The Fingerprints We Leave Behind

What will we leave behind for people—hopefully there will still be people in the future—to ruminate on and wonder about Twenty First Century human civilizations? All right, that is a little deep for the end of the week but a couple of things got me to thinking about the subject.

First, on a recent vacation my family visited an archaeological site in the Yucatan:


Chacchoben was a Mayan settlement where the remaining ruins date from somewhere around 700 AD. What is left does not represent the average Mayan’s life because what remains is a ceremonial site. The average Mayan’s ruins would have been made of wood and thatch, materials which long ago decomposed back into the jungle. You are left to wander among platforms that hosted the elites’ homes and some common areas for ceremonies.

Second, I finished Mary Beard’s very good SPQR: A History of Ancient Rome where she takes great pains to remind us how little we know about daily life in the words of the people who lived in Rome, elite or otherwise, and how what we reconstruct from the archaeological records is inevitably tainted by our own bias.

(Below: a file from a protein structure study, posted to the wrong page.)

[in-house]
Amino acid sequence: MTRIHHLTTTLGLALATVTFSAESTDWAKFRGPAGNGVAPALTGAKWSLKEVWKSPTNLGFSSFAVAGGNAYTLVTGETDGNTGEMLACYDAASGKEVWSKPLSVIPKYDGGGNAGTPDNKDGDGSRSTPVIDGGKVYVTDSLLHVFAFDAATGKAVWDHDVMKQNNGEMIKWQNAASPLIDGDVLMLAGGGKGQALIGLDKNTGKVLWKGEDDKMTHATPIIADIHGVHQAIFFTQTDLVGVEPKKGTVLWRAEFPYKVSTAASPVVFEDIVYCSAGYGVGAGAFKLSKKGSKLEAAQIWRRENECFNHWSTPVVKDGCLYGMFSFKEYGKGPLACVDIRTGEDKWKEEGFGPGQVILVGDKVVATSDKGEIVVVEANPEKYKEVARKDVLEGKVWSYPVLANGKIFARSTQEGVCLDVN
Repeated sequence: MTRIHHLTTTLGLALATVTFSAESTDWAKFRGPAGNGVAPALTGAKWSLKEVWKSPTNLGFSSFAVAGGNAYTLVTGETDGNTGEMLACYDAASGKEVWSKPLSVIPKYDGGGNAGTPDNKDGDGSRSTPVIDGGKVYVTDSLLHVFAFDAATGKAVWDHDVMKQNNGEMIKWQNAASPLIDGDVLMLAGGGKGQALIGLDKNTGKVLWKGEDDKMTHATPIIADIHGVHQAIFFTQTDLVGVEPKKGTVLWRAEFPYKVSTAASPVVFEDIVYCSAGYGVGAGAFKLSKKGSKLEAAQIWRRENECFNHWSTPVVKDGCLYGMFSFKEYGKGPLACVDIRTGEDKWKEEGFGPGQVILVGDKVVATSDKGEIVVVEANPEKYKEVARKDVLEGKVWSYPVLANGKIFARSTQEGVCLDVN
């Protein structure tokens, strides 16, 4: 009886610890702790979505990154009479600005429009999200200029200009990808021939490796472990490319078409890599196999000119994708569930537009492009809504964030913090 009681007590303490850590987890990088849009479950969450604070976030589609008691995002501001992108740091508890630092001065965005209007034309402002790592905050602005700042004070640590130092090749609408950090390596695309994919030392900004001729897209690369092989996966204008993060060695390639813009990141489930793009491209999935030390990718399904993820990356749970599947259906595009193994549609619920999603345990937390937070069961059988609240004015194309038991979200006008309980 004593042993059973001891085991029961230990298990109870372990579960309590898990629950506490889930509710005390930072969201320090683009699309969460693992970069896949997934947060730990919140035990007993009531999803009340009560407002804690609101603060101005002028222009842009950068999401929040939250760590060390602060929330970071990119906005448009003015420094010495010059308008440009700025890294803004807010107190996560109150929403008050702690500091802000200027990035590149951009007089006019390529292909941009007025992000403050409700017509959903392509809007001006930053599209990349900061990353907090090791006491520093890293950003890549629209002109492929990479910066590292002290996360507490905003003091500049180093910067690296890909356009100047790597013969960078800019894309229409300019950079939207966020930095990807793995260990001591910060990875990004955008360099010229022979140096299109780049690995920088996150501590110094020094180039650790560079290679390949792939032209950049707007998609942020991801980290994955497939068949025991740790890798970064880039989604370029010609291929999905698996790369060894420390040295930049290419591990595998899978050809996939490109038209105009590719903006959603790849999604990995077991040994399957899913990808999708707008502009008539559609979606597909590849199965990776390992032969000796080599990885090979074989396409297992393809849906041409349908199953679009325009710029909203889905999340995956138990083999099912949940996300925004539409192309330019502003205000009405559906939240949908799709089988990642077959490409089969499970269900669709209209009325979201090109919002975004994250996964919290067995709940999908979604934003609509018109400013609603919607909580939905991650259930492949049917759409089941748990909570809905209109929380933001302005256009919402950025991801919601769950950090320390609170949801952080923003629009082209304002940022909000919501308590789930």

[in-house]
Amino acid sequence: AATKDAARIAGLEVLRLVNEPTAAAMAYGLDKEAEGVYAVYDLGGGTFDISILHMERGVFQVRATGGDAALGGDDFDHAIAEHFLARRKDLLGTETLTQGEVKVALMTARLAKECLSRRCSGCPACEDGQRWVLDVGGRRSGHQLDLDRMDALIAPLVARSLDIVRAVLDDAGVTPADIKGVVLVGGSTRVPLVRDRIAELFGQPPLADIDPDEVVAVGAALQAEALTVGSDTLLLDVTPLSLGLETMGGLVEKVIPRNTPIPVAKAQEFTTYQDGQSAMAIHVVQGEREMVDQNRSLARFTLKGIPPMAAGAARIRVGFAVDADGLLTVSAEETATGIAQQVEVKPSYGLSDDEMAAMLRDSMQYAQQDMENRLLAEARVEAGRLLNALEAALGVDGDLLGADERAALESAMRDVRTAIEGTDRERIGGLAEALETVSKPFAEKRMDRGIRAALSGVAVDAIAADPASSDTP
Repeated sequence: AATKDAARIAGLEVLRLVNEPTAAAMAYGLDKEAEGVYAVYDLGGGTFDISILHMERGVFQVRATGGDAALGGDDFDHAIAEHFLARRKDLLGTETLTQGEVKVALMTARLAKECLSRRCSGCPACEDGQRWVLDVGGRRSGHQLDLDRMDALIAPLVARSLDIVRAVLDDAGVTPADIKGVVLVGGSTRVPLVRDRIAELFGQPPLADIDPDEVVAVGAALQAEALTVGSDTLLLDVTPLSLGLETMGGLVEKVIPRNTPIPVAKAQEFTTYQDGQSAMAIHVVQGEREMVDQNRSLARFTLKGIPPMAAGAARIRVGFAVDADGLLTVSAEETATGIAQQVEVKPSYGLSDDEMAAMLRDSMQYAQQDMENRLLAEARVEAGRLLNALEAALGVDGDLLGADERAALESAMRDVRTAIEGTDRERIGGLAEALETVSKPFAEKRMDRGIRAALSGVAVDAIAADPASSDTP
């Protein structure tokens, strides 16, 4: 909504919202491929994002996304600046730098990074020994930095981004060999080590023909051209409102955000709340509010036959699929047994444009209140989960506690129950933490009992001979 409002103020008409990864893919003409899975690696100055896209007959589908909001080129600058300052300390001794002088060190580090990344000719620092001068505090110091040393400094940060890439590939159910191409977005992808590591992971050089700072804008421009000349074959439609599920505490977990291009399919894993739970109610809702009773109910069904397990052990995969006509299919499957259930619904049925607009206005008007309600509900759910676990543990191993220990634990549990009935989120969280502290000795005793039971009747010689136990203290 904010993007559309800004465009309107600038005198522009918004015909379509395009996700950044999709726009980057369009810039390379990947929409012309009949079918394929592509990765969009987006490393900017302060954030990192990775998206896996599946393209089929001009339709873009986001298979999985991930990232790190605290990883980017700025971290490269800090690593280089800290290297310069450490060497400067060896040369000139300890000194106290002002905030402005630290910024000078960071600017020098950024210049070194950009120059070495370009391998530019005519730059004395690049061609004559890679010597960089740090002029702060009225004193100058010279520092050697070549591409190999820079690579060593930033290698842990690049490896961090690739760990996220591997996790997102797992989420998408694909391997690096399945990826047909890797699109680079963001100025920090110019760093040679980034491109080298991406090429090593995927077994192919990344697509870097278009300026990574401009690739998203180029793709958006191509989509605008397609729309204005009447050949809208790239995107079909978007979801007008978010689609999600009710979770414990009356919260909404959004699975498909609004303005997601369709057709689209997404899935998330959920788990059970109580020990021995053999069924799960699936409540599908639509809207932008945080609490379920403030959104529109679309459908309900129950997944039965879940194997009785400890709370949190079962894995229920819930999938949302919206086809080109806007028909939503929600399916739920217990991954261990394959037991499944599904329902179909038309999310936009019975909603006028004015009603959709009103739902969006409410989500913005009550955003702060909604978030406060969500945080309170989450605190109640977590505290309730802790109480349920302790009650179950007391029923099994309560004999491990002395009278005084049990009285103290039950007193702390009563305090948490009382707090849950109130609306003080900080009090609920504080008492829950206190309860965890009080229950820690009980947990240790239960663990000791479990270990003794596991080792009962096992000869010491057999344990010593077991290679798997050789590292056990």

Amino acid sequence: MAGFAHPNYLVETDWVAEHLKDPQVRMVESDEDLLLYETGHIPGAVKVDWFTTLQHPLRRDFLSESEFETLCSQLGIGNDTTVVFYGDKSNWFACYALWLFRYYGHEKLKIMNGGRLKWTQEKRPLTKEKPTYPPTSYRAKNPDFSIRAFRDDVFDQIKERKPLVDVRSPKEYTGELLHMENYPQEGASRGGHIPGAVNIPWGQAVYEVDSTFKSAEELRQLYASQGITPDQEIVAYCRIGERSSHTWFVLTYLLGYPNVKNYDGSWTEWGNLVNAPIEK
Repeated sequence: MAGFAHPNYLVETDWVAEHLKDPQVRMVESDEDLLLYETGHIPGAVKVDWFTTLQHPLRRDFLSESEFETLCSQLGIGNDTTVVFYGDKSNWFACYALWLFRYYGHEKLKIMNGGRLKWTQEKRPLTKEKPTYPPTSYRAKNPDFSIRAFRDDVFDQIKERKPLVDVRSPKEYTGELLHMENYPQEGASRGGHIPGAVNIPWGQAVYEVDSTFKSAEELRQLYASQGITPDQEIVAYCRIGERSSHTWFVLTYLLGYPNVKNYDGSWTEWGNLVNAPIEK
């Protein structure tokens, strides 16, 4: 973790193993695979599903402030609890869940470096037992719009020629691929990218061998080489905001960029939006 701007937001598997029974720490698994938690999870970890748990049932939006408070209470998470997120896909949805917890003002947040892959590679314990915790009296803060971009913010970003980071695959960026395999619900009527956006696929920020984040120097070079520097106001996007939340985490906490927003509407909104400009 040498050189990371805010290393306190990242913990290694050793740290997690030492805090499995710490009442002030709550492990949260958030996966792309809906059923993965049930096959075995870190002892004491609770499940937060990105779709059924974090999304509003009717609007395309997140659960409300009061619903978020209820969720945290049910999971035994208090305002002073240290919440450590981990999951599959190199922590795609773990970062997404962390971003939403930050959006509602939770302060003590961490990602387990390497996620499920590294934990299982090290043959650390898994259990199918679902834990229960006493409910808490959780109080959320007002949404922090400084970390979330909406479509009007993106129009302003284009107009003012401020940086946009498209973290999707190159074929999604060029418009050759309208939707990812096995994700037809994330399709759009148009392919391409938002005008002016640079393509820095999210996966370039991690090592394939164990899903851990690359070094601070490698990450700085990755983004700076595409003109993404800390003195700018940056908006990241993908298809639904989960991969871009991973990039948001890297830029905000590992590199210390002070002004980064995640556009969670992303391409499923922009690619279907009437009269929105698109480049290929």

What will someone say when they unearth the hundreds of football stadiums in the former United States? I can almost read the interpretation of thousands of people gathering in a predetermined day of the week to watch teams of armored men do battle on the turf. Will tailgating be discussed as a ritual sacrifice of food and drink to the deities believed to have some interest or hand in the outcome of the contest to be decided on the field? What will someone make of the exalted position we give to athletes?

What fingerprints will we leave behind for future generations to judge us by?


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